Hilsted  JGalbo  HChristensen  NJ Impaired cardiovascular responses to graded exercise in diabetic autonomic neuropathy. Diabetes. 1979;28313- 319
Link to Article
Hilsted  JParring  HHChristensen  NJBenn  JGalbo  H Hemodynamics in diabetic orthostatic hypotension. J Clin Invest. 1981;681427- 1434
Link to Article
Wheeler  TWatkins  PJ Cardiac denervation in diabetes. BMJ. 1973;4584- 586
Link to Article
Sundkvist  GAlmer  LLilja  B Respiratory influence on heart rate in diabetes mellitus. BMJ. 1979;1924- 925
Link to Article
Lloyd-Mostyn  RHWatkins  PJ Defective innervation of heart in diabetic autonomic neuropathy. BMJ. 1975;315- 17
Link to Article
Bennett  THosking  DJHampton  JR Cardiovascular control in diabetes mellitus. BMJ. 1975;2585- 587
Link to Article
Ewing  DJCampbell  IWClarke  BF Heart rate changes in diabetes mellitus. Lancet. 1981;1183- 186
Link to Article
Wieling  WVan Lieshout  JJ Maintenance of postural normotension in humans. Low  PAed.Clinical Autonomic Disorders Evaluation and Management. 2nd ed. Philadelphia, Pa Lippincott-Raven1997;77- 81
Ewing  DJMartyn  CNYoung  RJClarke  BF The value of cardiovascular autonomic function tests: 10 years experience in diabetes. Diabetes Care. 1985;8491- 498
Link to Article
Wieling  WBorst  Cvan Dongen Torman  MAvan der Hofstede  JWvan Brederode  JFEndert  EDunning  AJ Relationship between impaired parasympathetic and sympathetic cardiovascular control in diabetes mellitus. Diabetologia. 1983;24422- 427
Link to Article
Sundkvist  G Autonomic nervous function in asymtomatic diabetic patients with signs of peripheral neuropathy. Diabetes Care. 1981;4529- 534
Link to Article
Lipsitz  LAStorch  HAMinaker  KLRowe  JW Intra-individual variability in postural blood pressure in the elderly. Clin Sci. 1985;69337- 341
Gribbin  BPickering  TGSleight  PPeto  R Effect of age and high blood pressure on baroreflex sensitivity in man. Circ Res. 1971;29424- 431
Link to Article
Strogatz  DSKeenan  NLBarnett  EMWagner  EH Correlates of postural hypotension in a community sample of elderly blacks and whites. J Am Geriatr Soc. 1991;39562- 566
Masuo  KMikami  HOgihara  TTuck  ML Changes in frequency of orthostatic hypotension in elderly hypertensive patients under medications. Am J Hypertens. 1996;9263- 268
Link to Article
Belal  A  JrGlorig  A Dysequilibrium of aging (presbyastasis). J Laryngol Otol. 1986;1001037- 1041
Link to Article

Correspondence

CME
Meets CME requirements for:
Browse CME for all U.S. States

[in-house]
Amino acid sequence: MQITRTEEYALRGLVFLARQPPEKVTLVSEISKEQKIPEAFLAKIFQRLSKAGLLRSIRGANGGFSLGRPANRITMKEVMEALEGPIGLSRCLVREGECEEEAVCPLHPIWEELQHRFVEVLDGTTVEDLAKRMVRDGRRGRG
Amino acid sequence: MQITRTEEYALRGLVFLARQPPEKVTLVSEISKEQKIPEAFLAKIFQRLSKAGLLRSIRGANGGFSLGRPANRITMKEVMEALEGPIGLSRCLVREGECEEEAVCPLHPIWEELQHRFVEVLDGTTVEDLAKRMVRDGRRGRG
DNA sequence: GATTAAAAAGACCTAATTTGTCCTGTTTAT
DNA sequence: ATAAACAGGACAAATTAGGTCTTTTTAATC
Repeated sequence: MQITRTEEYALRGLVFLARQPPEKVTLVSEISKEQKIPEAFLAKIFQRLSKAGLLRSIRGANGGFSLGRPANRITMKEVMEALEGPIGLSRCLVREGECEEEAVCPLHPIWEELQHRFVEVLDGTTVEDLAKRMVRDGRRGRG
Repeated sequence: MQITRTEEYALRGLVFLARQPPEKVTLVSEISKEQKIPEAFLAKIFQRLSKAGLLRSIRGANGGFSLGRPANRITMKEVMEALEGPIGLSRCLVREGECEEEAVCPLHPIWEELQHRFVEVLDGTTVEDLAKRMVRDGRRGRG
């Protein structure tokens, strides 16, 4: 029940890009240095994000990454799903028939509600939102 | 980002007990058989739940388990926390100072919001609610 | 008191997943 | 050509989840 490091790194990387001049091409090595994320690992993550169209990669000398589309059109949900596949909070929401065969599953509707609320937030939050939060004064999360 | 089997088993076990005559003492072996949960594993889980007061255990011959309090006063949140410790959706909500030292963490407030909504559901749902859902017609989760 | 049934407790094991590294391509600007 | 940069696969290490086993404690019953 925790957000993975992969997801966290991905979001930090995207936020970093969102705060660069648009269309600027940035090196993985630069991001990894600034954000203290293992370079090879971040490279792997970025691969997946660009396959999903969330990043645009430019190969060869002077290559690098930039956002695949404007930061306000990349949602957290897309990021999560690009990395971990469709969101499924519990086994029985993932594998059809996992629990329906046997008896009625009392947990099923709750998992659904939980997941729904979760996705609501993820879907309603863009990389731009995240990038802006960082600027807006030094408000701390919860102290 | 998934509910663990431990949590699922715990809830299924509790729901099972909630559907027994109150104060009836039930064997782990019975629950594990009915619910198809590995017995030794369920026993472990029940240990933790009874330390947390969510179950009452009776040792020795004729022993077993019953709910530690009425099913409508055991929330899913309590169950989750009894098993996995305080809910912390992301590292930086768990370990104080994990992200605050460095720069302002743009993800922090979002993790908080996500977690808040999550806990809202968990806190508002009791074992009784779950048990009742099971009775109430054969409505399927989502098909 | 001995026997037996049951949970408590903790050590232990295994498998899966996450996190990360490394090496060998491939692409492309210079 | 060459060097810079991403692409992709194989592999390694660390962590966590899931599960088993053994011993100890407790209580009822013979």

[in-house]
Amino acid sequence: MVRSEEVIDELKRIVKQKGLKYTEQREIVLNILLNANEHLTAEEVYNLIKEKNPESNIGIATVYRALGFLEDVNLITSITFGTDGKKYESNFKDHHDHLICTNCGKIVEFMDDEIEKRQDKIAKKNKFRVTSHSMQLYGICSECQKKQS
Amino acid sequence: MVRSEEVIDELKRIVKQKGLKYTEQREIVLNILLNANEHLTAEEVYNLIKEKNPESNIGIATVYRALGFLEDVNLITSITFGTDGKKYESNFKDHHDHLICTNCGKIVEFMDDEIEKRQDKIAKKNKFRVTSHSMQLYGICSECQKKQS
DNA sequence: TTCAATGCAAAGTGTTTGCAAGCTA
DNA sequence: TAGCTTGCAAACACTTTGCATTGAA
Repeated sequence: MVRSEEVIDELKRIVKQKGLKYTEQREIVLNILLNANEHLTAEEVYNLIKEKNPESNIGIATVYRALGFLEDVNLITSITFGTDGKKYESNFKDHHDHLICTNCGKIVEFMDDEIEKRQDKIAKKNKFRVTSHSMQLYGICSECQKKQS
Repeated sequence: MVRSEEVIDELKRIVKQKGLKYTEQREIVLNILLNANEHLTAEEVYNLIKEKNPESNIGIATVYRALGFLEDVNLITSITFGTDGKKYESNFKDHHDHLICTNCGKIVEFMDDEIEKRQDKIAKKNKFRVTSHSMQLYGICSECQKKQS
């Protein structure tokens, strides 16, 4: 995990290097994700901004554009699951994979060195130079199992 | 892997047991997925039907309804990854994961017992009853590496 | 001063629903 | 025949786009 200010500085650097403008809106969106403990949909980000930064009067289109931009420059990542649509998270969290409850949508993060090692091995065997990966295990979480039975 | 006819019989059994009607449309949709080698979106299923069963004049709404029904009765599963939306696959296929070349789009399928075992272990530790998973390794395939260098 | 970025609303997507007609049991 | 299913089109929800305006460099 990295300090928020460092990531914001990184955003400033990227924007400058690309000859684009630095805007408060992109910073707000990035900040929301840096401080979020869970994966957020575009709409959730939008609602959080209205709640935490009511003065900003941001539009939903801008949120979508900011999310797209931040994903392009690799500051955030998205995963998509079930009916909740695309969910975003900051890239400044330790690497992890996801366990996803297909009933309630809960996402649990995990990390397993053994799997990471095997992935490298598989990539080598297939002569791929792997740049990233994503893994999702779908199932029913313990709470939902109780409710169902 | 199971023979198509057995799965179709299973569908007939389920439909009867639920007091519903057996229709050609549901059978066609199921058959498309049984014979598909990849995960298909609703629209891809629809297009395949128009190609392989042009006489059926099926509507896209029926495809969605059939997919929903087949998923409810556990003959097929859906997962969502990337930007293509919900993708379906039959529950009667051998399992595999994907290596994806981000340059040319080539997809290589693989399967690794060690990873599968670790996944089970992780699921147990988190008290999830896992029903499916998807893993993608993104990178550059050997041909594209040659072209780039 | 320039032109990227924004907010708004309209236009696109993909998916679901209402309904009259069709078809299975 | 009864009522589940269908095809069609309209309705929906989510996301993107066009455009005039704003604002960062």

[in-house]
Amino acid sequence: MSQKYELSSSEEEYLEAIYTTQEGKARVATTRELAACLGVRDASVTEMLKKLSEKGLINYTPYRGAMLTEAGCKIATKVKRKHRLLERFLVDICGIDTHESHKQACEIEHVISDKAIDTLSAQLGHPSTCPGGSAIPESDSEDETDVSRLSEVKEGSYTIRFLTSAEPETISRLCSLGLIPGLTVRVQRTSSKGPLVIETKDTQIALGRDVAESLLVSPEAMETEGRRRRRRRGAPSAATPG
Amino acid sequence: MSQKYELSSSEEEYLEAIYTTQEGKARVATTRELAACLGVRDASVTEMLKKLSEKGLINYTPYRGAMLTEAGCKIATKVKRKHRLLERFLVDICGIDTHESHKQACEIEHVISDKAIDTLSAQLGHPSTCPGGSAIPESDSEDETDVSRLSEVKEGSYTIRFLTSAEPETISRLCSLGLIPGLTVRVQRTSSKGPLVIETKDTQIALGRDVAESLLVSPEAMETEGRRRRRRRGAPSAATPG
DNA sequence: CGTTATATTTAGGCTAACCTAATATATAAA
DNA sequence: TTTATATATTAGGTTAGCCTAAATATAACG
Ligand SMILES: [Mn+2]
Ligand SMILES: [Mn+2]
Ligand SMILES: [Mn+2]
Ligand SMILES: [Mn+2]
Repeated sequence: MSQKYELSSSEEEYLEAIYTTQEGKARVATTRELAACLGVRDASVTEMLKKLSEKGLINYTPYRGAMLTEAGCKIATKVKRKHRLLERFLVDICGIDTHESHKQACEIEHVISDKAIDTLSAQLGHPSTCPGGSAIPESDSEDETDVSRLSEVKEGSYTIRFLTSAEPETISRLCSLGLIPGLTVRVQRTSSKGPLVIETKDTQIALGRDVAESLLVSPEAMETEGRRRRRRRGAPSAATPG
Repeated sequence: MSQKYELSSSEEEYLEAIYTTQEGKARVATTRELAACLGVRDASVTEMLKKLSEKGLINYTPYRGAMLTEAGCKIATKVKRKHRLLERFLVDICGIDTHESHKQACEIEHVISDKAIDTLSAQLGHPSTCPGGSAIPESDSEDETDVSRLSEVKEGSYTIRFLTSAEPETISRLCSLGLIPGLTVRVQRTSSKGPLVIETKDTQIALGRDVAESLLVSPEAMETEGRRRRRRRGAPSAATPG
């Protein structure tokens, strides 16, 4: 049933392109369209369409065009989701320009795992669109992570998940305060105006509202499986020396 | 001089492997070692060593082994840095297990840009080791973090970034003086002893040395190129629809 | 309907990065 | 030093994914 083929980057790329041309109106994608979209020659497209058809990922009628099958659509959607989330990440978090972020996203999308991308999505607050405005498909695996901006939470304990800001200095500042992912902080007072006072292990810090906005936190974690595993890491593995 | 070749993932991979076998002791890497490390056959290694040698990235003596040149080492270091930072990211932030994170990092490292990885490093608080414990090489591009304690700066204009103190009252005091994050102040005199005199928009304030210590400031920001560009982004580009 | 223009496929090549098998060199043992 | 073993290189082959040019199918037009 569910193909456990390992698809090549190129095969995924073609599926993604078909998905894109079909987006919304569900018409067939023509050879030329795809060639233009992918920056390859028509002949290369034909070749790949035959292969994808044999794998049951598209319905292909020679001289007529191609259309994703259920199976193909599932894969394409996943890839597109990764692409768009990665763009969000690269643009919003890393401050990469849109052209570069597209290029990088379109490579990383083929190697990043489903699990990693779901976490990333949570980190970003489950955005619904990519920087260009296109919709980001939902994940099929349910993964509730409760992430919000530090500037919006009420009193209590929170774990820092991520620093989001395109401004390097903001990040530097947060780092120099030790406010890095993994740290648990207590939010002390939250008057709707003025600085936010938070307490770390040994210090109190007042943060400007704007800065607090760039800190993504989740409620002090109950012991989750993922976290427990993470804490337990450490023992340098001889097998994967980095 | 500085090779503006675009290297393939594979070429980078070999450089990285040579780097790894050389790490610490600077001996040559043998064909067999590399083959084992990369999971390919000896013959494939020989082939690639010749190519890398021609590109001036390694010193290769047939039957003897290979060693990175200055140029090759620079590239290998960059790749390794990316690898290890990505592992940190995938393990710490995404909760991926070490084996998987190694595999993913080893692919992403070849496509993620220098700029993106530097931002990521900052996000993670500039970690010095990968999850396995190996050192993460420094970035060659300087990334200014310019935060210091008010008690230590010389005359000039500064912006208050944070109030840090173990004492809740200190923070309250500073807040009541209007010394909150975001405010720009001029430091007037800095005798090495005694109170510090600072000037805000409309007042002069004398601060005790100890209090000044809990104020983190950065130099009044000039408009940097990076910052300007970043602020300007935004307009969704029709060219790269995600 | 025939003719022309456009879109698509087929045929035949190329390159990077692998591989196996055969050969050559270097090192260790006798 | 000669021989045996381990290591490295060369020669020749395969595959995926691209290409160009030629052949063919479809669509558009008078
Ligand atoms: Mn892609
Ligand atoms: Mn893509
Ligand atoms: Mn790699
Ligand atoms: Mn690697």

Accreditation Information
The American Medical Association is accredited by the Accreditation Council for Continuing Medical Education to provide continuing medical education for physicians. The AMA designates this journal-based CME activity for a maximum of 1 AMA PRA Category 1 CreditTM per course. Physicians should claim only the credit commensurate with the extent of their participation in the activity. Physicians who complete the CME course and score at least 80% correct on the quiz are eligible for AMA PRA Category 1 CreditTM.
Note: You must get at least of the answers correct to pass this quiz.
You have not filled in all the answers to complete this quiz
The following questions were not answered:
Sorry, you have unsuccessfully completed this CME quiz with a score of
The following questions were not answered correctly:
Commitment to Change (optional):
Indicate what change(s) you will implement in your practice, if any, based on this CME course.
Your quiz results:
The filled radio buttons indicate your responses. The preferred responses are highlighted
For CME Course: A Proposed Model for Initial Assessment and Management of Acute Heart Failure Syndromes
Indicate what changes(s) you will implement in your practice, if any, based on this CME course.
Submit a Comment

Multimedia

Some tools below are only available to our subscribers or users with an online account.

Web of Science® Times Cited: 15

Related Content

Customize your page view by dragging & repositioning the boxes below.

Articles Related By Topic
Related Collections
PubMed Articles
JAMAevidence.com

Users' Guides to the Medical Literature
Clinical Resolution

Users' Guides to the Medical Literature
Clinical Scenario